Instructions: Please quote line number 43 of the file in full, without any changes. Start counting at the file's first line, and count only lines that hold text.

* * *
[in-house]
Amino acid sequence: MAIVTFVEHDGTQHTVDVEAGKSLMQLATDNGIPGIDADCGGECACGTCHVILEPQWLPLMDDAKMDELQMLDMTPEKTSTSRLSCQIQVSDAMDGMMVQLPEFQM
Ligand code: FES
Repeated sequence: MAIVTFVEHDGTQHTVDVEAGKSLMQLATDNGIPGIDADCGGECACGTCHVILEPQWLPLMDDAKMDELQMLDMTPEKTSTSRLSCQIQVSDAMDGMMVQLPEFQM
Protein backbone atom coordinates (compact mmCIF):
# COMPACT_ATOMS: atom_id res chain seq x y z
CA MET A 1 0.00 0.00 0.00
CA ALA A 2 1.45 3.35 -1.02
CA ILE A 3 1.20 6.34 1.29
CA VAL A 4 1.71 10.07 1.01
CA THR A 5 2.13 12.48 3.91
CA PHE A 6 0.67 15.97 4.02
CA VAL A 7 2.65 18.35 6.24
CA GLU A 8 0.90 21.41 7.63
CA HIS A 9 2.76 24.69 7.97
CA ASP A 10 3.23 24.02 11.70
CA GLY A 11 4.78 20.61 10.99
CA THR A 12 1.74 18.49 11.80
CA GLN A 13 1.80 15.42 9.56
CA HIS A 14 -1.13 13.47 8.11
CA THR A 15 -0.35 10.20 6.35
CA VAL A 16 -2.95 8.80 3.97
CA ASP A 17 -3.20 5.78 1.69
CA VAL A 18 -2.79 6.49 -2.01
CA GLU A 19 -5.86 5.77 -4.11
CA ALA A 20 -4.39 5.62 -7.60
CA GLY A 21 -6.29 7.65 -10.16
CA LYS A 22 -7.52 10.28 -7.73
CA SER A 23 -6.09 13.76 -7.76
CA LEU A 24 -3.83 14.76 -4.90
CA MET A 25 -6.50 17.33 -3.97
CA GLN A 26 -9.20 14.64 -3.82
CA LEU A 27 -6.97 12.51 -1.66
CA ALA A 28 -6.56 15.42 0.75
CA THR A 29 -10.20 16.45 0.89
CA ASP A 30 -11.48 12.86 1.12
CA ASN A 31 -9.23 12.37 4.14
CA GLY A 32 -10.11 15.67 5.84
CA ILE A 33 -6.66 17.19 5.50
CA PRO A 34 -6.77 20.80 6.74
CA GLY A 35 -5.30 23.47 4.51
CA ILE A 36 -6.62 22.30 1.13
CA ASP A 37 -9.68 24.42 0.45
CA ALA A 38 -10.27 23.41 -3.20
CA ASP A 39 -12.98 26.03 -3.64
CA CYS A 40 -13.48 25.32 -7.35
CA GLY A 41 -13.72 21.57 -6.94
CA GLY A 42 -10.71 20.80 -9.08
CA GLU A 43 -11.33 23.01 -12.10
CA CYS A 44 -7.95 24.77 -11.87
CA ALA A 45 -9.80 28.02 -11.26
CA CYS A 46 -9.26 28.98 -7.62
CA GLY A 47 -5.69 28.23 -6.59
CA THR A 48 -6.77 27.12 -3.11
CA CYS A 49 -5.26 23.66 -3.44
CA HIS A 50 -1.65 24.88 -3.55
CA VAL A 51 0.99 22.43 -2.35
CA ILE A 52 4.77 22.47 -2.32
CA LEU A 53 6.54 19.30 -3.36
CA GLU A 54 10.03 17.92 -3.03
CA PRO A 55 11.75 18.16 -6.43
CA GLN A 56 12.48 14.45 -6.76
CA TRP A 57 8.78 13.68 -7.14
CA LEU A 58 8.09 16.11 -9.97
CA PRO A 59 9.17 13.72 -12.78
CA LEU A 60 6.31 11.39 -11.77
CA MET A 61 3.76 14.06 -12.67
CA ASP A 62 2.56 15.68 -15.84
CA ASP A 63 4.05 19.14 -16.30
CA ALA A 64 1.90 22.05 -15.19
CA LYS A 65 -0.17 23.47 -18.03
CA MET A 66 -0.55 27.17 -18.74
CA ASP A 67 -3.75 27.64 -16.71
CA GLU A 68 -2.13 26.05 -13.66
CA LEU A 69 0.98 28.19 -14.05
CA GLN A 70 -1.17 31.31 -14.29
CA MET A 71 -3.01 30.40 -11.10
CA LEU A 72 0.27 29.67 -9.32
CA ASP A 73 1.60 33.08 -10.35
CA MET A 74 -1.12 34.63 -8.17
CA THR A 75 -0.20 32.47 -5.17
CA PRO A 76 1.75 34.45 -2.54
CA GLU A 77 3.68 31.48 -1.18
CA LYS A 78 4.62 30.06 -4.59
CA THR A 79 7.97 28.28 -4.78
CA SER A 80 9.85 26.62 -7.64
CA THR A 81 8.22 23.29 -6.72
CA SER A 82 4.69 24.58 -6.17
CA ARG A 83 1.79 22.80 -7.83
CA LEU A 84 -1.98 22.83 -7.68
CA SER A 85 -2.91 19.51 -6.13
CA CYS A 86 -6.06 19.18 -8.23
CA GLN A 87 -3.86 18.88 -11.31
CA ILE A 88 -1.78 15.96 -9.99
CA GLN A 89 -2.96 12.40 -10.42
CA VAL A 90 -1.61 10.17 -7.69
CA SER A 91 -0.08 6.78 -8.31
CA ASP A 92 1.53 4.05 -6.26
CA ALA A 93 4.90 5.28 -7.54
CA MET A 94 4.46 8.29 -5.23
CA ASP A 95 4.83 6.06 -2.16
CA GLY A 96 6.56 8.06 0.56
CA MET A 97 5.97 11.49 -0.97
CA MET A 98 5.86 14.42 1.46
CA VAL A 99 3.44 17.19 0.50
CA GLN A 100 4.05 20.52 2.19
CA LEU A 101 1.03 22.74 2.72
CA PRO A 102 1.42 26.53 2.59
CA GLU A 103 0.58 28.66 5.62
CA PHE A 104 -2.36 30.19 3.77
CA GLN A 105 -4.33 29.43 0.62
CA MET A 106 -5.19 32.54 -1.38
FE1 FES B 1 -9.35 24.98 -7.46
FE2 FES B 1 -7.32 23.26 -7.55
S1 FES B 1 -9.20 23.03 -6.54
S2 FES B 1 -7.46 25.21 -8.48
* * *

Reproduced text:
CA ASP A 37 -9.68 24.42 0.45